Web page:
against the effects of Ida's conversations; how I strove “When I had departed, my uncle followed my steps, to convince her of the fallacy of her own faith, and the and on his boson I wept tears, wrung from unspeaka- heavenly origin of my own; how I oft dreamed of reble anguish. His affection was now my only remain claiming the heretic, wooing her back to the true fold, ing solace, and infolded to his heart, I inwardly vowed whence she had strayed, and as often found myself to cherish that affection with unswerving tenderness. obliged to relinquish the sweet hope ; how at last the It was from him I then learned Antonio's desperate fabric I had so proudly reared against the advancement passion for play, and that the wounds of which he was of heresy, the strong hold to which I had fled for refuge then suffering, had been inflicted by one of his reckless from its encroachments, gradually tottered and sank, associates, who, exasperated by his own losses, and while I, its baffled, but repentant inhabitant, bowed besuspicious of Antonio's success, had charged him with fore the superiority of a foe, against whom I had comunfairness. Word succeeded to word_menace to me- batted so long and so unavailingly. My Bible was, after nace--the cold blade of the dagger was unsheathed — some time, read with unprejudiced eyes; prayer bethey fought, and soon exhausted by loss of blood, An- came a source of sacred pleasure; I leaned on my Satonio fell While his companion sought safety elsewhere, viour for redemption, no longer on my own weak he was borne to his home, covered with wounds, and efforts. Ida saw this change, and the cords of friendship burning with vengeance.

were tightened. Though I was nominally still a Ca"From my uncle I also gleaned (though he had just tholic, she knew I possessed many sentiments in comlearned it,) the corroborated intelligence of Antonio's mon with herself, and doubted not I was a pilgrim in clandestine marriage, many weeks before, to the fair the same strait and narrow way.' English girl, whose beauty and song had enchained “The few weeks immediately succeeding my recovery, him from the first moment he had beheld her, though were fraught with fresh sorrow to me, but I did not the purity of that beauty, the heavenliness of that song, again sink beneath its accumulating burden, for an had failed to impart their elevating influences to his Almighty hand upheld me. sordid mind.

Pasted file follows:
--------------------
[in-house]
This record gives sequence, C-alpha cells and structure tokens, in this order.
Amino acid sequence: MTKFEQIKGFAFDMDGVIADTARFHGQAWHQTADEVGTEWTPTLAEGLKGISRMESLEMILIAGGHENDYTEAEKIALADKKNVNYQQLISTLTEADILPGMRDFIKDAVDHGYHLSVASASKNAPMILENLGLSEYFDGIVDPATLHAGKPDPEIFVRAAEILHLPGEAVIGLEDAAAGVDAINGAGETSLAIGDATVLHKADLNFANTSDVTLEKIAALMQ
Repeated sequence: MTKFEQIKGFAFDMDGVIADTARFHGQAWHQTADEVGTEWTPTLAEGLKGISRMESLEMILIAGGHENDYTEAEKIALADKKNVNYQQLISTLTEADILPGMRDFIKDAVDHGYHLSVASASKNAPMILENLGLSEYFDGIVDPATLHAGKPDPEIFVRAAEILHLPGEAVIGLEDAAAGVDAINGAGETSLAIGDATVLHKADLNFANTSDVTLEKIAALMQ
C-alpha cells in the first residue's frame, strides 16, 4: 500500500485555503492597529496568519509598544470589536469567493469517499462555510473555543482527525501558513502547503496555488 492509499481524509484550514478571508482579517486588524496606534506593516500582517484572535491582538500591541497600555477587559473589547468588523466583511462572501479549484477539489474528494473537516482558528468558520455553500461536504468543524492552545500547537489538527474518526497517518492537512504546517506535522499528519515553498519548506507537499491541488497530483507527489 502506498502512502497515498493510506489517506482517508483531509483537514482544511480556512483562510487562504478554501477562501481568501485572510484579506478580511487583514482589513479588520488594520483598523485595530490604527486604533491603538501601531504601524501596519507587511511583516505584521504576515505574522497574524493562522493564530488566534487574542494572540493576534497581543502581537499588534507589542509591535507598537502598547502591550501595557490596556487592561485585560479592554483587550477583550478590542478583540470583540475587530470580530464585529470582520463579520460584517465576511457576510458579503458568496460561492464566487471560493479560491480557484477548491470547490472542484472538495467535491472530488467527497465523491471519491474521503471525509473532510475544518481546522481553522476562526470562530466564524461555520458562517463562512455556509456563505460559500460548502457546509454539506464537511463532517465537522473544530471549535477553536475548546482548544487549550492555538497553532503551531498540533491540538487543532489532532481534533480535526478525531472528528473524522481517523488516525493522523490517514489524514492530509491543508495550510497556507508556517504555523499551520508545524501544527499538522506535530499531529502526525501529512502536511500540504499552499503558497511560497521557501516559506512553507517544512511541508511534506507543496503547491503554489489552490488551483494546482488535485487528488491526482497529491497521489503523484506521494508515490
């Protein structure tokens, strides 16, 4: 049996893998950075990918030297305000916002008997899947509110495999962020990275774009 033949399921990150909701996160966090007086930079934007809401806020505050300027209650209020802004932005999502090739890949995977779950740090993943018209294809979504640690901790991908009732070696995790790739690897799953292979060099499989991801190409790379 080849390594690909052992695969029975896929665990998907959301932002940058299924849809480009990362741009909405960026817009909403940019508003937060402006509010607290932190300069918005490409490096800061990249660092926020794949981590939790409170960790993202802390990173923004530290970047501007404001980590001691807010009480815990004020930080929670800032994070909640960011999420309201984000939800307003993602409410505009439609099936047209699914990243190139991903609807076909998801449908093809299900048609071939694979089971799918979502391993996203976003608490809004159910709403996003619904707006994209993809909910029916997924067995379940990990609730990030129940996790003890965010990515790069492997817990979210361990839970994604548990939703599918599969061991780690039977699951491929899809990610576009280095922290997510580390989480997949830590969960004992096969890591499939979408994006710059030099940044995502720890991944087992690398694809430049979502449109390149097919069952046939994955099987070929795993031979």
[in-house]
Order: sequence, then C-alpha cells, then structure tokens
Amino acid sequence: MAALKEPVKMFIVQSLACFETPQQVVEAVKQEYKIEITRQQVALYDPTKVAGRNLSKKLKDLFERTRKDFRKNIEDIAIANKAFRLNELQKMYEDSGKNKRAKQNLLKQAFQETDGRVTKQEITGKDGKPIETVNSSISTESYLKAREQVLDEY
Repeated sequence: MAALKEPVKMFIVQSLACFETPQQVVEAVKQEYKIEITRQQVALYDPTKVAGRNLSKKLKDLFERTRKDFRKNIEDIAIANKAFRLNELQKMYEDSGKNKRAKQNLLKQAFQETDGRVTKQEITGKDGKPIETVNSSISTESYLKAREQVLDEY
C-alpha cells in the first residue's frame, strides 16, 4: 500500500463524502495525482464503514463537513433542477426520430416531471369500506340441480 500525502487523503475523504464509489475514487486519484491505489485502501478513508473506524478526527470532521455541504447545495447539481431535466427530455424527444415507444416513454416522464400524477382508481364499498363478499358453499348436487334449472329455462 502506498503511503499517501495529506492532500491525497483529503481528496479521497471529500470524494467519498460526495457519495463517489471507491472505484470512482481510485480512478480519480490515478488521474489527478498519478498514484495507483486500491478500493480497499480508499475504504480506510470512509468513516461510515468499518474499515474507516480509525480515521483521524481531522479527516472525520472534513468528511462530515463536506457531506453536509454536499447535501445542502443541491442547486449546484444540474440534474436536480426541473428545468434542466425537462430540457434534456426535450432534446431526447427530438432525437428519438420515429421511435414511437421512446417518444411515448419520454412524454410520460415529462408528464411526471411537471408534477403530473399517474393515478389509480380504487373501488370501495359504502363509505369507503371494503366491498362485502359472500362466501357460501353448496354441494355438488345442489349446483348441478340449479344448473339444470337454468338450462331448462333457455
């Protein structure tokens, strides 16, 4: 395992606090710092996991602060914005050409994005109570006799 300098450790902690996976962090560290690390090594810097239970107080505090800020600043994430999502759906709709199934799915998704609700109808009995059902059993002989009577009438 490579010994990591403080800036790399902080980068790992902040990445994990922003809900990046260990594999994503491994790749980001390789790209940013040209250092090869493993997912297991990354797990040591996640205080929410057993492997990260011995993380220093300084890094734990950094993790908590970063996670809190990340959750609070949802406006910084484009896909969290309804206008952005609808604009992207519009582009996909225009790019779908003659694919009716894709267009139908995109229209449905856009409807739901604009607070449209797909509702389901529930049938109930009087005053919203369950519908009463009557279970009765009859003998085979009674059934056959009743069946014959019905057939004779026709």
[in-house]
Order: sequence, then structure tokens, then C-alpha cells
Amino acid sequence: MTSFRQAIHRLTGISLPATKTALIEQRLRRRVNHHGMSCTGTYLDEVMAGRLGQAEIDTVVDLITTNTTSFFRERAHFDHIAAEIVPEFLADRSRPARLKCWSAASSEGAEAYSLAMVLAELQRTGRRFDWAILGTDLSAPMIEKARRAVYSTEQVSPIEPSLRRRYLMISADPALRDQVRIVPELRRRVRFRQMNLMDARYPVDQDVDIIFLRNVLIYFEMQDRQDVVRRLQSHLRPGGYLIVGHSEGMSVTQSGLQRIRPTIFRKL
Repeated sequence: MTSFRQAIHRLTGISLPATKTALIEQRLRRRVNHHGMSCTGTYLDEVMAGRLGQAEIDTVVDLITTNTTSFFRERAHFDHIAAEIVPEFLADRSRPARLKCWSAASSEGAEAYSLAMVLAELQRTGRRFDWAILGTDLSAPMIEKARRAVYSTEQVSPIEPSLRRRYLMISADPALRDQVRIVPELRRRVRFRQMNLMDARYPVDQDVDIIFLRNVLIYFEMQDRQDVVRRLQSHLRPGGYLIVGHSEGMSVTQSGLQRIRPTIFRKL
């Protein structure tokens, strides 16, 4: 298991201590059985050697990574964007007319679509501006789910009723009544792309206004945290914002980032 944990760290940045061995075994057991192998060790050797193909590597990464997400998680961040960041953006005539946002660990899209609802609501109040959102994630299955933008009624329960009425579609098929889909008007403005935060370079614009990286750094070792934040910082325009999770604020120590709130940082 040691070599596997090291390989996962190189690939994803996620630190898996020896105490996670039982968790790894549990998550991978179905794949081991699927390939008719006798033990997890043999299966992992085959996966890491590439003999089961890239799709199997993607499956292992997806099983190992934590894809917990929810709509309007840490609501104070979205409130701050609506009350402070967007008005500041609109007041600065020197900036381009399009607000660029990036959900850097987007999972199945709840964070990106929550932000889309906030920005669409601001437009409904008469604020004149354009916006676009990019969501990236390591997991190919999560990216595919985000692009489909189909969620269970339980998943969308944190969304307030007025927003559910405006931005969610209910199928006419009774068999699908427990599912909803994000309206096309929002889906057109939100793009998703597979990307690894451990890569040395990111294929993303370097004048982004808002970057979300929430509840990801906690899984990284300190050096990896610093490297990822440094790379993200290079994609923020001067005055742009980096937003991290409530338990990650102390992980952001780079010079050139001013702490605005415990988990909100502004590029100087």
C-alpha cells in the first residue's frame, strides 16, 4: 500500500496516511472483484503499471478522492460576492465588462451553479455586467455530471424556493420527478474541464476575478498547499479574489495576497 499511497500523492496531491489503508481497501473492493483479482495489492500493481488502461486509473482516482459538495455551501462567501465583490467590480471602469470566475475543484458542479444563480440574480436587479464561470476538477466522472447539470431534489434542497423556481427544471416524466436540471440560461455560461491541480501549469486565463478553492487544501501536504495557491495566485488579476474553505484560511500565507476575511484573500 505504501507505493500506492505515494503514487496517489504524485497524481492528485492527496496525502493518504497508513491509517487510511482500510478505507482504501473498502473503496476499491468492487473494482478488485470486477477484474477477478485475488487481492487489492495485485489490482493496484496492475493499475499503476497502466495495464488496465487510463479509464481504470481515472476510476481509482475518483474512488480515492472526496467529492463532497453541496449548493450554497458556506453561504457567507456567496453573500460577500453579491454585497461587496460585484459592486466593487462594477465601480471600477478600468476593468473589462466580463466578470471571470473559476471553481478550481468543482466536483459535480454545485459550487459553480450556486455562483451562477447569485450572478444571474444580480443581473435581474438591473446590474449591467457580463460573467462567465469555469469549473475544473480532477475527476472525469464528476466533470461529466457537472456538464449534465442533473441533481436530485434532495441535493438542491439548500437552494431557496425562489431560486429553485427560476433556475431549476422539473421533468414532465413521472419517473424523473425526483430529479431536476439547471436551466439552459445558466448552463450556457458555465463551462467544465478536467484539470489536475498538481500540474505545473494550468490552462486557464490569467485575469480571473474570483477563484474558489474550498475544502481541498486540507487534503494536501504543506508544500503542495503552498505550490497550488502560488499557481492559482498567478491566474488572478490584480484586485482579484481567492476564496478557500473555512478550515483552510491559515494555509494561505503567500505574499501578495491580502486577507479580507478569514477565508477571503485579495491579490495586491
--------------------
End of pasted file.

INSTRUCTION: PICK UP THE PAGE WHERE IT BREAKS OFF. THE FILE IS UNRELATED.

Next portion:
“My uncle, who often visited me during my illness, " Although my affection, deep and beautiful, and seemed always sorrowful. To the ingratitude of Antotrusting as it had been in its worship, was now changed nio I attributed this depression, but as he was increasinto contempt and detestation, 1 do not say I suffered ingly sad, as his countenance bore the traces of deep not. Ah, no! who that saw the faded cheek, the anxiety, I began to suspect other causes operated to lustreless eye, the shrinking form, could say that grief produce his uneasiness. My conjectures were, however, had not touched them, and brushed off the gloss and ended, when one evening my uncle summoned me to a brightness and buoyancy of youth! To my religion Il private interview, and at some length, with a quivering lip and blanched cheek, he told me he was not master of my uncle's signature ; claimed and received my whole a piaster! From what I had heard of his conversation remaining property; insuring the success of his villainwith Antonio, to which I have already alluded, I was ous scheme, by concealing his actual marriage, and inclined to believe the extravagant courses of his nephew causing the report of his betrothal to me to be revised had involved him in some embarrassments, yet I never where it was readily hearkened to. The cold, calcuimagined he was inextricably entangled. I scarcely heed-lating policy of the villain, was apparent throughout! ed my uncle, as he proceeded to explain minutely how I wondered not it had sped death's shaft to the heart of he had been so suddenly hurled from the very pinnacle my dear, kind uncle ! of luxury; my mind was engrossed with another sub- “With the brand of forgery, Bandini Aled from his ject: my part was taken ; and as he went on to deplore, country, his home, his wife ; and the daring valor of a for my sake, the necessity of resigning his magnificent pirate's life shrouded the iniquity of those acts which establishment, I threw myself at his feet, exclaiming, induced him to take refuge in a perpetual home on the “Never, my dear uncle ! never shall it be said I luxu. deep seas. Ida and her father were the first to offer riated in the splendor of wealth, while one who had the balm of sympathy to one who had so bitterly expethrown around me the fostering care of a parent, pined rienced the vicissitudes of life.' Yielding to their in the bitterness of want : that I revelled in the enjoy- solicitations, offered in the fervor of friendship, I acment of those comforts which had been wrested from cepted the guardianship of Mr. V~, and when he him. I have wealth, uncle—I want only sufficiency- decided on returning to America, it is not to be wondertake the rest, I implore, I supplicate you—and think ed at, that, without ties in my native land, I clung to not, in your last years, to deprive yourself of those pos- that protection which their affection had thrown as a sessions to which you were born the inheritor. My shield around me, and prepared to seek a home in anouncle kissed my brow, as he gently raised me from my ther and strange clime. kneeling posture, spoke warmly of his gratitude, but “Although my inestimable and noble young friend, firmly and resolutely rejected my offer. I pleaded, but Mr. Wallingford, would fain have persuaded me to link in vain. I dwelt on his kindness—his generous kind my destinies with his own, I shrank from perilling my ness: I offered him my fortune as his right. He was happiness again on the deep of affection, where it had deaf to all my prayers. While I acknowledged the been so fearfully wrecked; and my heart, withered and nobleness of his motive, I deplored his pertinacious blighted, my fortunes clouded, my spirit crushed, were firmness; but drying my tears, I quitted his presence, unworthy of one so gifted, in whose book of life every and before another eve had thrown its glory over our page glowed so bright and fresh. As he accompanied regal home, my uncle was again its rightful master. us to the vessel which was to bear us over the billowy The clamor of the claimants for his noble possessions, deep, and as he pressed my hand in parting, the prayer was appeased by my gold, and though my vast heritage of a broken heart almost burst into utterance for his unhad dwindled to comparative competency, by the dis- dying happiness. After our last adieu was exchanged, charge of what I deemed my sacred duty, I lamented I felt that the sadness of departure was gone, although not its loss : 1 was happy in the consciousness of acting fair Italia, with her burnished skies, the land of my a christian's part.